21 March 2016

Eurovision 2016: Review: Germany: Jamie-Lee Kriewitz: Ghost

Jamie-Lee Kriewitz / Germany / 2016 Eurovision Song Contest
Jamie-Lee Kriewitz will provide a Ghost-ly presence in Stockholm

Is it really a month since the public in Germany chose Ghost by Jamie-Lee Kriewitz as its entry at this year's Eurovision Song Contest? It seems so.

It was back in late February when Unser Lied für Stockholm  was broadcast as the replacement for Unser Song für Xavier,  following Xavier Naidoo's dismissal from the selection process due to his political and homophobic views. Instead, ten acts were introduced to fill the gap, one of which was 18-year-old Jamie-Lee - better known at home as the winner of the latest season of The Voice of Germany.

She brought to the Eurovision national final the song Ghost, her winner's single from The Voice  - a track which had already seen Top 20 chart action in Germany.

It's actually one of this year's stronger efforts, even if there is something naggingly familiar about parts of the song. It's probably because of this that you quickly find yourself humming along to the mid-tempo refrain and tapping your foot to the infectiously rhythmic backbeat. In fact, the more you hear the song, the less it sounds like a typical Eurovision entry, but instead a rather polished and convincing début fashioned in the mould of her British counterpart Ella Henderson - whose first hit was coincidentally called Ghost.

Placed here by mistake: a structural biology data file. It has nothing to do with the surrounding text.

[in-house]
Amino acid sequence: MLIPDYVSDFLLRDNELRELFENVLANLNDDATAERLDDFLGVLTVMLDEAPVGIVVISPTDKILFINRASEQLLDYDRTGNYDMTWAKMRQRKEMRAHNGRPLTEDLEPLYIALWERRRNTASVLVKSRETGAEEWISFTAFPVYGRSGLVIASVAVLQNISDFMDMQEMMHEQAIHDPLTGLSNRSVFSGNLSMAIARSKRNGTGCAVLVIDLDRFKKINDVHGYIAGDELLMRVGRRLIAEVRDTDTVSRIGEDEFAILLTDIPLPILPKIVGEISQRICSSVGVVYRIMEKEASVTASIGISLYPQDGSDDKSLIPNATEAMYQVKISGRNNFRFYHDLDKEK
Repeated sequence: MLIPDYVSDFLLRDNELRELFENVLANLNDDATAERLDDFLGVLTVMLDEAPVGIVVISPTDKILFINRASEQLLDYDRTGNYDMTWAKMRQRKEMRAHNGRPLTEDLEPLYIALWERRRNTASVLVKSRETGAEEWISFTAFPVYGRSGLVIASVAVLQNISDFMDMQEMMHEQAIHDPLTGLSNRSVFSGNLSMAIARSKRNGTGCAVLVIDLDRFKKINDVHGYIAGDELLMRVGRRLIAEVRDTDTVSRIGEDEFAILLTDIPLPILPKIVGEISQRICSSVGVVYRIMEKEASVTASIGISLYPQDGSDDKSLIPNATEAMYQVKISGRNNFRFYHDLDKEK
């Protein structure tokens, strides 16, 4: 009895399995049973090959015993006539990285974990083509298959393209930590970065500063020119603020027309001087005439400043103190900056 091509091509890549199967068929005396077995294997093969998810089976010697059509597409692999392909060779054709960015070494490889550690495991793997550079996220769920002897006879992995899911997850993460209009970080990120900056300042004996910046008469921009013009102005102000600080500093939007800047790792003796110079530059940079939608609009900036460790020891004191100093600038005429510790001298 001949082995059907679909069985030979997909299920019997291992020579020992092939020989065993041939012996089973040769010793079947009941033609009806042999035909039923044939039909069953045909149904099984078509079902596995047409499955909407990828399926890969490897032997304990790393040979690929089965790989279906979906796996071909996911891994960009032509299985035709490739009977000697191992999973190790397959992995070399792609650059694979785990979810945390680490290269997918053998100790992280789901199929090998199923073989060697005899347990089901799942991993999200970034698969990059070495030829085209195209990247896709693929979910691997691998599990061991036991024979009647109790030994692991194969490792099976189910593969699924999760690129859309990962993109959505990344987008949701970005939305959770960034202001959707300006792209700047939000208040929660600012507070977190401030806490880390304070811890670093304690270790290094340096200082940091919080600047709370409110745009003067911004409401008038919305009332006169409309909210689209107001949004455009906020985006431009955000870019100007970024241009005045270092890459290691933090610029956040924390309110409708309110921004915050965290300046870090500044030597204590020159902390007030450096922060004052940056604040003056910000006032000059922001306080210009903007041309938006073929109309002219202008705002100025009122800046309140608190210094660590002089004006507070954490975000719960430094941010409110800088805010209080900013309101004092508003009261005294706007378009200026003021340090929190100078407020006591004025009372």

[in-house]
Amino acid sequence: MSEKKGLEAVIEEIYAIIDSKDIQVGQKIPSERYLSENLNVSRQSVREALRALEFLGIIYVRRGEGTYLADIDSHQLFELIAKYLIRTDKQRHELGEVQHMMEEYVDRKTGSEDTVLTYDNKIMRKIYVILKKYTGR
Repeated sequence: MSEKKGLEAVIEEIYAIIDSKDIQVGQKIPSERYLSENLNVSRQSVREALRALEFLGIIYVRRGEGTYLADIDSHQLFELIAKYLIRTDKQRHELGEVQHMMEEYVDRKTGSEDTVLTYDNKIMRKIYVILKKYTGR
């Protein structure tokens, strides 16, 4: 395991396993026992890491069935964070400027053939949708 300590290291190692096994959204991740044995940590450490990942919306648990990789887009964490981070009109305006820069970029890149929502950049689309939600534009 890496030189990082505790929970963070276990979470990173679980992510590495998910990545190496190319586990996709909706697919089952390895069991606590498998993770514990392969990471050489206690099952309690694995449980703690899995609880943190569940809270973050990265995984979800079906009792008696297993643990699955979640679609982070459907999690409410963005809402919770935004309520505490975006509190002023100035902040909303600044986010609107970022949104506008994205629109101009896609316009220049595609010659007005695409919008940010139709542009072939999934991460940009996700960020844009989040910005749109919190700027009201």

Whether Jamie-Lee will enjoy the same magnitude of success with her Ghost is another matter. The young singer is quirky enough to stand out on the Stockholm stage: her Manga dress sense portrays an extrovert and colourful individual, while there are hints in her vocal delivery of a throwback to Germany's 2010 winner.

It seems, then, that the teenager has the personality to prevail in Sweden, while her song is accomplished enough to succeed. Its momentum is unquestionably dependent on a favourable draw, along with some appealing staging.

All in all, Ghost could give Germany a deservedly spirited finish near the top of the scoreboard - a more than satisfying way to erase the haunting memory of 2015's nil points disaster.

What do you think?


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Image by © Markus Felix | PushingPixels (Own work) [CC BY-SA 3.0], via Wikimedia Commons

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